You might think that the middle of the Pacific Ocean would be a fairly quiet place but a loud hum or buzz coming from under the water has been puzzling scientists for years.
Now they think they've figured out why it is - it could be down to fish giving out gas. A US team from the University of California, San Diego, listened to the buzz through microphones dropped down as far as 3,300 feet underwater.
They found out that the noise was particularly strong at sunset and dawn.
Scientists think the buzz comes from large groups of small fish and crustaceans that hide in the deep water during the day, and rise up nearer the surface to feed at night.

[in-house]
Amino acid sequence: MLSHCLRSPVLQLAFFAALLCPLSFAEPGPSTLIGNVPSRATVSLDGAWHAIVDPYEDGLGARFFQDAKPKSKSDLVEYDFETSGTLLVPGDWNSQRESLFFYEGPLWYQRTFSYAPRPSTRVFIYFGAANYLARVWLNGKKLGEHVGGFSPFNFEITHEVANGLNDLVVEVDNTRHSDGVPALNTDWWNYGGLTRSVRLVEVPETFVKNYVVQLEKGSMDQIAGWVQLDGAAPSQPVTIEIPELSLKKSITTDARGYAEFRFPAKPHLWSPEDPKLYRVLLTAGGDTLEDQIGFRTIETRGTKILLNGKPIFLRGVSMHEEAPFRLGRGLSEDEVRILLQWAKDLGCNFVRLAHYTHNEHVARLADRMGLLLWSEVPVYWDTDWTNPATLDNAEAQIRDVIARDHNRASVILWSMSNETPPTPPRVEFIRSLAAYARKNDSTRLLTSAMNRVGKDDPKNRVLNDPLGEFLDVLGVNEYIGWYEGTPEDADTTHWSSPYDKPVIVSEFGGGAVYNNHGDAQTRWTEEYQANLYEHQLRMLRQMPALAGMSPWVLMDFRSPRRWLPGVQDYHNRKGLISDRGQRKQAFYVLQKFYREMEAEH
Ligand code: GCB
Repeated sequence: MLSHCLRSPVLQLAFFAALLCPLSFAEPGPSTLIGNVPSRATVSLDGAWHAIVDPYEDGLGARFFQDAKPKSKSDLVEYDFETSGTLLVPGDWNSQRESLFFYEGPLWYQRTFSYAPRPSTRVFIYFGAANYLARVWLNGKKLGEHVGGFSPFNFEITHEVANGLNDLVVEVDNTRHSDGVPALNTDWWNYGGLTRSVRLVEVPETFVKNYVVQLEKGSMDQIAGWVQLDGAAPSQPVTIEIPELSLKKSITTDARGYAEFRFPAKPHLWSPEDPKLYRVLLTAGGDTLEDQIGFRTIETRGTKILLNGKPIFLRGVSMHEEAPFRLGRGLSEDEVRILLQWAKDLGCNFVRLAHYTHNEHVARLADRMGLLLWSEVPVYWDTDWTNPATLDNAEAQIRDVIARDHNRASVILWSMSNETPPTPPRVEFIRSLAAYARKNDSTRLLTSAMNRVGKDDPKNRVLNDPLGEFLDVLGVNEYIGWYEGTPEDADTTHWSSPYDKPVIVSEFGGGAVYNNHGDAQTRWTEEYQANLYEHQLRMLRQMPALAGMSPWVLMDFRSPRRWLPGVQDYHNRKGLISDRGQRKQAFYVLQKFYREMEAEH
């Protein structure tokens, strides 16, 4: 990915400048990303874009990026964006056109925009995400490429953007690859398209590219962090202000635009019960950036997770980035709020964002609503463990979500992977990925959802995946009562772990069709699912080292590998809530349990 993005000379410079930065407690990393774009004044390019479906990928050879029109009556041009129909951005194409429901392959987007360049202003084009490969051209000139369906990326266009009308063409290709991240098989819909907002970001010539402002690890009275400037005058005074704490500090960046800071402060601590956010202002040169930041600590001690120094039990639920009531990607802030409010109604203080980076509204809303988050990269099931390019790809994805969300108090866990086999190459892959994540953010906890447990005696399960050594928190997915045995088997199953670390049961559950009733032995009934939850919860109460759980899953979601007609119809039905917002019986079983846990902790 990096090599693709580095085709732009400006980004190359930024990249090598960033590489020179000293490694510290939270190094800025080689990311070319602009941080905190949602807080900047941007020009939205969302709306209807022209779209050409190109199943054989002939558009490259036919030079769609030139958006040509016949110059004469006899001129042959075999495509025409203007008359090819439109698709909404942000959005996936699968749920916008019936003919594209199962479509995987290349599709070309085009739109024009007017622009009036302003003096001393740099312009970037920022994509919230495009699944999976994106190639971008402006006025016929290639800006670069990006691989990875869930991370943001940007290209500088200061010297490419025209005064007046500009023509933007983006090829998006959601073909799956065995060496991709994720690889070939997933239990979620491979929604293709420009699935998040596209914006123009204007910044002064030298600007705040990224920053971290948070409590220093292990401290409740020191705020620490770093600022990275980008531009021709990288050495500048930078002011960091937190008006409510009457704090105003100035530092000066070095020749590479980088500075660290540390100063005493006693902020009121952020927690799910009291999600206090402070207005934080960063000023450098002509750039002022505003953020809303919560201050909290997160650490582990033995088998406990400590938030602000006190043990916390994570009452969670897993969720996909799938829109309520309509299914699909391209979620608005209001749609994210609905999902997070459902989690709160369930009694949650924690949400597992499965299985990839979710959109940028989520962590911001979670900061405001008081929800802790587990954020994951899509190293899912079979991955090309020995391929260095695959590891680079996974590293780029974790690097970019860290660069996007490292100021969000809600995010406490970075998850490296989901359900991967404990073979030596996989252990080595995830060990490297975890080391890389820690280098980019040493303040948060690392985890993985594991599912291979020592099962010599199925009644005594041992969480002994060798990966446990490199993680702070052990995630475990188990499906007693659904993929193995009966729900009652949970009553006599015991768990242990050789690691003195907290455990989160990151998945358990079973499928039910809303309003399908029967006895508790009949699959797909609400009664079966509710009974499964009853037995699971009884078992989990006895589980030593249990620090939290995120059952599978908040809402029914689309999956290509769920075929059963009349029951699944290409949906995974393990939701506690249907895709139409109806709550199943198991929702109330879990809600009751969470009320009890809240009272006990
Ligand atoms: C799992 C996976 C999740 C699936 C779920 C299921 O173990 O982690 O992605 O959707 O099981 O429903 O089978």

Simone Baumann-Pickering , a marine expert who worked on the study, says "it's known that some fish are considered to be farting, that they emit gas as they change depths in the water column.
"We're just scratching the surface in terms of understanding how important sound is."
The fish could be making the noise when they let off gas from their bladders to keep them bouncy. Or it could be that they are communicating with each other using the buzzing.